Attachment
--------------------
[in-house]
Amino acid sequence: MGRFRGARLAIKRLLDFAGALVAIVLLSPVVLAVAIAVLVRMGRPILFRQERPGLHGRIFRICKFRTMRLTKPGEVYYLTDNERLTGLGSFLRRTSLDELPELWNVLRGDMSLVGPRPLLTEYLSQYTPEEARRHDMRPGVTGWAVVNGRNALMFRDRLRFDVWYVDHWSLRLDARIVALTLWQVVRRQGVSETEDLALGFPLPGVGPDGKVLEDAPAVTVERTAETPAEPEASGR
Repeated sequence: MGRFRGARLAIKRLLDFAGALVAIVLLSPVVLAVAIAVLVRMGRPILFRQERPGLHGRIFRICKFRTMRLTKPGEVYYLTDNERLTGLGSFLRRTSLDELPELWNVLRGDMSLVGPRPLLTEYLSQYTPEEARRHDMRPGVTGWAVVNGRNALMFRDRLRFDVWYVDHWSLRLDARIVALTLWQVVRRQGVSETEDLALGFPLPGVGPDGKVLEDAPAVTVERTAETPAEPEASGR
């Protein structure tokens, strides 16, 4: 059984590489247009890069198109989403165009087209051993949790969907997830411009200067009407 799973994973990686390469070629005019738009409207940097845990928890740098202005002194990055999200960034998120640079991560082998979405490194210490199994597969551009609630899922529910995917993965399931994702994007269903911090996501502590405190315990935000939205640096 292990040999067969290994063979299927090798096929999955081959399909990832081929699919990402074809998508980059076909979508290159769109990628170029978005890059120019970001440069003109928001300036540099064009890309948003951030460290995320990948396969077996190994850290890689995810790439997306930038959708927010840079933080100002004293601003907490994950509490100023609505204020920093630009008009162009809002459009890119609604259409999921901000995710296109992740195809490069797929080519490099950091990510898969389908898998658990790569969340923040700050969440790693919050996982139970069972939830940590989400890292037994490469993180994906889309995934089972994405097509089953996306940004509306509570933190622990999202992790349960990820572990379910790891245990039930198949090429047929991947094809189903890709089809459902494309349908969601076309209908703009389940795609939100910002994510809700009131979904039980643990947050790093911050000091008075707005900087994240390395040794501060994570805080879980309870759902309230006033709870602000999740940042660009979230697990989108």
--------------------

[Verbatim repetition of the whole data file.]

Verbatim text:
[in-house]
Amino acid sequence: MGRFRGARLAIKRLLDFAGALVAIVLLSPVVLAVAIAVLVRMGRPILFRQERPGLHGRIFRICKFRTMRLTKPGEVYYLTDNERLTGLGSFLRRTSLDELPELWNVLRGDMSLVGPRPLLTEYLSQYTPEEARRHDMRPGVTGWAVVNGRNALMFRDRLRFDVWYVDHWSLRLDARIVALTLWQVVRRQGVSETEDLALGFPLPGVGPDGKVLEDAPAVTVERTAETPAEPEASGR
Repeated sequence: MGRFRGARLAIKRLLDFAGALVAIVLLSPVVLAVAIAVLVRMGRPILFRQERPGLHGRIFRICKFRTMRLTKPGEVYYLTDNERLTGLGSFLRRTSLDELPELWNVLRGDMSLVGPRPLLTEYLSQYTPEEARRHDMRPGVTGWAVVNGRNALMFRDRLRFDVWYVDHWSLRLDARIVALTLWQVVRRQGVSETEDLALGFPLPGVGPDGKVLEDAPAVTVERTAETPAEPEASGR
């Protein structure tokens, strides 16, 4: 059984590489247009890069198109989403165009087209051993949790969907997830411009200067009407 799973994973990686390469070629005019738009409207940097845990928890740098202005002194990055999200960034998120640079991560082998979405490194210490199994597969551009609630899922529910995917993965399931994702994007269903911090996501502590405190315990935000939205640096 292990040999067969290994063979299927090798096929999955081959399909990832081929699919990402074809998508980059076909979508290159769109990628170029978005890059120019970001440069003109928001300036540099064009890309948003951030460290995320990948396969077996190994850290890689995810790439997306930038959708927010840079933080100002004293601003907490994950509490100023609505204020920093630009008009162009809002459009890119609604259409999921901000995710296109992740195809490069797929080519490099950091990510898969389908898998658990790569969340923040700050969440790693919050996982139970069972939830940590989400890292037994490469993180994906889309995934089972994405097509089953996306940004509306509570933190622990999202992790349960990820572990379910790891245990039930198949090429047929991947094809189903890709089809459902494309349908969601076309209908703009389940795609939100910002994510809700009131979904039980643990947050790093911050000091008075707005900087994240390395040794501060994570805080879980309870759902309230006033709870602000999740940042660009979230697990989108």